WHEN I started living in Tagaytay over 10 years ago, the city practically remained unchanged since it was officially chartered in 1938 under Commonwealth Act 338. There were very few restaurants and hotels, only two local supermarkets and everyone close their shops by 8 pm. Tourists just go there by day, visit such attractions like the Palace in the Sky and Picnic Grove and go home with bags of pineapples and bananas.
But many things have changed in the span of 10 years. The road from the South Luzon Expressway via Santa Rosa was completed making travel time from Manila to Tagaytay a lot shorter. Major property developers also started building houses, condominiums, leisure parks and entertainment centers that have transformed Tagaytay into an ultra-modern city.
This year the city is celebrating its 77th founding anniversary. It has gone a long way since it originated as a sanctuary for Katipuneros during the Philippine revolution of 1896. Tagaytay derived its name from the Tagalog term mananagaytay meaning “to traverse ridges” as people would go up the ridge to reach another town.
In today’s modern Tagaytay, it is hard to believe it was once a jungle on the ridge where the revolutionaries sought refuge because it has turned into a weekend sanctuary for mostly Metro Manila dwellers with all the amenities of a modern city.
How to get there
The shortest route between Manila and Tagaytay is through the Cavitex and Aguinaldo passing through the cities and towns of Bacoor, Imus, Dasmarinas and Silang. This 55-kilometer stretch usually takes about an hour to drive, but may take more than two hours particularly on weekends. Those taking public transport can take a bus heading to Tagaytay from Plaza Lawton, Coastal Mall or Buendia.
The most popular route nowadays is via Santa Rosa. Drive south via the South Luzon Expressway then exit to either Santa Rosa or Greenfield, drive to Tagaytay passing thru Nuvali and Silang. Again, the trip via this route takes between one to 2 hours from Manila, depending on traffic conditions. Those without private vehicles can take the UV Express from the terminal at the Festival Mall. Upon arrival in Tagaytay, tricycles can be rented to go around the city.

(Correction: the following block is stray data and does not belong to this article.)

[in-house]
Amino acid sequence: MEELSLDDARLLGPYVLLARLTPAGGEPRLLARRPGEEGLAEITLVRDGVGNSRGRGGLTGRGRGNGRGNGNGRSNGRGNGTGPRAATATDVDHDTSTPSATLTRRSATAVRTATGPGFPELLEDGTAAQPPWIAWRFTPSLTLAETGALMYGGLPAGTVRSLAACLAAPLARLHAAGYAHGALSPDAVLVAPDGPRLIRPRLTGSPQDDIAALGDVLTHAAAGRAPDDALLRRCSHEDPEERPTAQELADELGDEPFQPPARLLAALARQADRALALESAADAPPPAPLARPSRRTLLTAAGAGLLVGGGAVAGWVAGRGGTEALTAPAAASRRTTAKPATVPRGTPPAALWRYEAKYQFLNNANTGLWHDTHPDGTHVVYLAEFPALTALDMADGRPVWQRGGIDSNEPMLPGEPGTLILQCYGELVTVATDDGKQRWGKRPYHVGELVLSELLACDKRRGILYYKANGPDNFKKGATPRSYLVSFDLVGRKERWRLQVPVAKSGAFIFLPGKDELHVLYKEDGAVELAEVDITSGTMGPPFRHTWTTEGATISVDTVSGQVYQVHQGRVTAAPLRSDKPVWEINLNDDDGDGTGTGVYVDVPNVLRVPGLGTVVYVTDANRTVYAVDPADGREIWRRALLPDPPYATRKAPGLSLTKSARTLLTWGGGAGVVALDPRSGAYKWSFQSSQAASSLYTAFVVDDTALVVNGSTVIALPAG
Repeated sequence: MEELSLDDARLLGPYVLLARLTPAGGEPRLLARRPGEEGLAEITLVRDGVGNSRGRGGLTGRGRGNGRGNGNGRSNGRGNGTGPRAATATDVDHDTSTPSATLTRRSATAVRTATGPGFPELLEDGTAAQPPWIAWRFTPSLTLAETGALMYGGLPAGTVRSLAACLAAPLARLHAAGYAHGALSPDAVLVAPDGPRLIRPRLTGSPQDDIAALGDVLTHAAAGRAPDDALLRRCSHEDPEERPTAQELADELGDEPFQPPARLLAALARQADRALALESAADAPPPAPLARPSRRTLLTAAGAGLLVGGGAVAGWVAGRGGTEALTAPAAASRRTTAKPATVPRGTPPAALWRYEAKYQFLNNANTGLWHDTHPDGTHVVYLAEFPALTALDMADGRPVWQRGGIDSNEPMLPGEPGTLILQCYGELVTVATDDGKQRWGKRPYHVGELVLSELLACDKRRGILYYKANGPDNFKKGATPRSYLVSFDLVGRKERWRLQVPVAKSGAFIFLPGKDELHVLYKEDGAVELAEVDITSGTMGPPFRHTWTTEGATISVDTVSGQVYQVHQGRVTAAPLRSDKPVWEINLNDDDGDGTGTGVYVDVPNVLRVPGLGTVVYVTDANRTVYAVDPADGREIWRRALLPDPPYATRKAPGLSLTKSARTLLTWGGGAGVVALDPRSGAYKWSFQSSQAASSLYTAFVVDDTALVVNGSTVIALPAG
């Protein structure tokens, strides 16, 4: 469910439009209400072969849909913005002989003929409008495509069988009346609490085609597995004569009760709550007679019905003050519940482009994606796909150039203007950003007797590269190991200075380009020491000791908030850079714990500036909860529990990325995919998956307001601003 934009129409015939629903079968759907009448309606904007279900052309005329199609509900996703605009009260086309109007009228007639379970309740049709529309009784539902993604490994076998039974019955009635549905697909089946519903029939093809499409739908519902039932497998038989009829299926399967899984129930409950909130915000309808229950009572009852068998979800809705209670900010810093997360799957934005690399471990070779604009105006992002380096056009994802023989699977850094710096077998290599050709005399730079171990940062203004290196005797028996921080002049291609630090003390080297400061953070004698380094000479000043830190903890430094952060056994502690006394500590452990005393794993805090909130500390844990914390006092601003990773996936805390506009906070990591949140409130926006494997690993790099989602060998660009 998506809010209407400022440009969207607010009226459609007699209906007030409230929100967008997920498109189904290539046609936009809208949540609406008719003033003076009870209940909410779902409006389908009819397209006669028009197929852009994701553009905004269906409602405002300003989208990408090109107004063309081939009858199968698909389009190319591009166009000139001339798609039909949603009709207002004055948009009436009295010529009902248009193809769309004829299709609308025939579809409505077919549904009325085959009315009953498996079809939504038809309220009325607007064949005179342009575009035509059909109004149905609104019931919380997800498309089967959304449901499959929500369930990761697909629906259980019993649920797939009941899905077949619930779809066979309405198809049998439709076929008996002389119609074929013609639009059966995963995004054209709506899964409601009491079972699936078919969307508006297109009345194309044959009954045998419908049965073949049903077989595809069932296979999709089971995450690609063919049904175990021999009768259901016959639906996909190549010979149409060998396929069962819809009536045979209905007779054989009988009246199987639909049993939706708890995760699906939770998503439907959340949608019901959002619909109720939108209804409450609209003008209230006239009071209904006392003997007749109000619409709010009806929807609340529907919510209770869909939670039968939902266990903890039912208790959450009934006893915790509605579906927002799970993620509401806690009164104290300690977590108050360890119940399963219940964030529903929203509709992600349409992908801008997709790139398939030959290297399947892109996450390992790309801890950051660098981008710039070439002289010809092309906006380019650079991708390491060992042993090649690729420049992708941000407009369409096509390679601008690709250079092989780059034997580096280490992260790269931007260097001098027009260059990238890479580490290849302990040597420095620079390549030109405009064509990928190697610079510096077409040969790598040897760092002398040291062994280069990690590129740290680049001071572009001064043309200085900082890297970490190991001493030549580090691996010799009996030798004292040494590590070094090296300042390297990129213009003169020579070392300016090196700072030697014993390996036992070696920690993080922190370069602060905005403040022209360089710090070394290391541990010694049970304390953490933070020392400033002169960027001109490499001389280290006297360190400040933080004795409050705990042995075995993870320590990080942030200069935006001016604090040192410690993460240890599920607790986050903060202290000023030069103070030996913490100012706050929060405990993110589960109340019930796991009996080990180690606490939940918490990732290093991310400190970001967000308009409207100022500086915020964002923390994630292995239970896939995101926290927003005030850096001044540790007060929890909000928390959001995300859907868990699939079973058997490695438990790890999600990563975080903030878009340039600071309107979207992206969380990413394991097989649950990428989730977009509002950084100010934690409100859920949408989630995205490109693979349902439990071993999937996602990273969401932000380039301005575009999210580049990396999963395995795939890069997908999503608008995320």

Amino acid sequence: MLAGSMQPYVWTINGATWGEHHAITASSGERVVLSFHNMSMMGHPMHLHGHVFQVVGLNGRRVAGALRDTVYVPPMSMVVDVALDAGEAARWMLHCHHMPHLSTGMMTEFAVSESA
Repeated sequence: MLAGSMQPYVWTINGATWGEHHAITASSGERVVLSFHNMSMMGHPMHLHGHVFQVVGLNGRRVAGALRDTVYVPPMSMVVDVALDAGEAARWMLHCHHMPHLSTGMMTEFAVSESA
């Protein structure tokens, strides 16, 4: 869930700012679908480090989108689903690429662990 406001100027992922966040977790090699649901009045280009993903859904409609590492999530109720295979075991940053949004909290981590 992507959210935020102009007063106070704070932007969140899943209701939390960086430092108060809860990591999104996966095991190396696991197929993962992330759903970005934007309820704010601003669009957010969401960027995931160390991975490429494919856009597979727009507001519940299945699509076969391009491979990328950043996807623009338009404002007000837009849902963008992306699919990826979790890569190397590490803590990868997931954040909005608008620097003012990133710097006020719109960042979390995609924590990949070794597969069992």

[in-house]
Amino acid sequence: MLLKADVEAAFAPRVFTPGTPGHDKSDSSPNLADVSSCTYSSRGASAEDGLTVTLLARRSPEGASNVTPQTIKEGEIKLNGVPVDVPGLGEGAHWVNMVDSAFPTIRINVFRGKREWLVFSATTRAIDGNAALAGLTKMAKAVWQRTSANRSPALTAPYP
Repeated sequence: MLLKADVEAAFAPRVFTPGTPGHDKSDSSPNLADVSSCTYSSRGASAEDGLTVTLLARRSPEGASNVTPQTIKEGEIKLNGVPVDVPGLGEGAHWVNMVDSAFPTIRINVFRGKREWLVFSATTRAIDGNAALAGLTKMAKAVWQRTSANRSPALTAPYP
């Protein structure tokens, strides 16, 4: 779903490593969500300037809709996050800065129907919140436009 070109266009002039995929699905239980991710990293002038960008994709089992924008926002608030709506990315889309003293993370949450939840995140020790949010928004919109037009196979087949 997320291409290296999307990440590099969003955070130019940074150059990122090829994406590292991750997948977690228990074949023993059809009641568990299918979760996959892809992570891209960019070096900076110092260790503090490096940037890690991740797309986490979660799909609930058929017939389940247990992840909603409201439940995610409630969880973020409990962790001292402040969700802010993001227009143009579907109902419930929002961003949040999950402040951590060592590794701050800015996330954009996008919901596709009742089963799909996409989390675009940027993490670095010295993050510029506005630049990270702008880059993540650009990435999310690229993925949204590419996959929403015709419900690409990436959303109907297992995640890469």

There are many other alternative ways to go to Tagaytay: from Canlubang via Palace in the Sky road; from Talisay via Sungay or Leynes Road; from Batangas City via Nasugbu; and from Ternate via Mendez or Alfonso. This makes Tagaytay an important stopover for other destinations in neighbouring towns and cities.
What to do, what to see
Driving to Tagaytay is now a favorite activity of many Metro Manila residents. Coming to the city very early in the morning or late in the afternoon from September to February means you have to drive under heavy fog. Just turn on your fog lamps, open your windows, drive slowly and enjoy the thrill of driving in the sky.
With the nice view and a cool climate, it is but natural to enjoy the experience at its best with a hot cup of coffee. And there are now four Starbucks coffee shops around the city with the one at Twin Lakes offering the best view of Taal Volcano. But if you wish to enjoy local brew, try Café Amadeo, Gourmet’s Café or Bag of Beans. Or you can buy freshly-grounded KapeBarako and make your own coffee at home.
You can also load up on fresh Tagaytay beef, fruits and vegetables from Mahogany Market. Or if you happen to be there on Wednesdays and Saturdays, you can visit the market day at the City Market at the junction of Santa Rosa road and Tagaytay. This market is filled with farm fresh produce from the uplands and fresh fish from Taal Lake.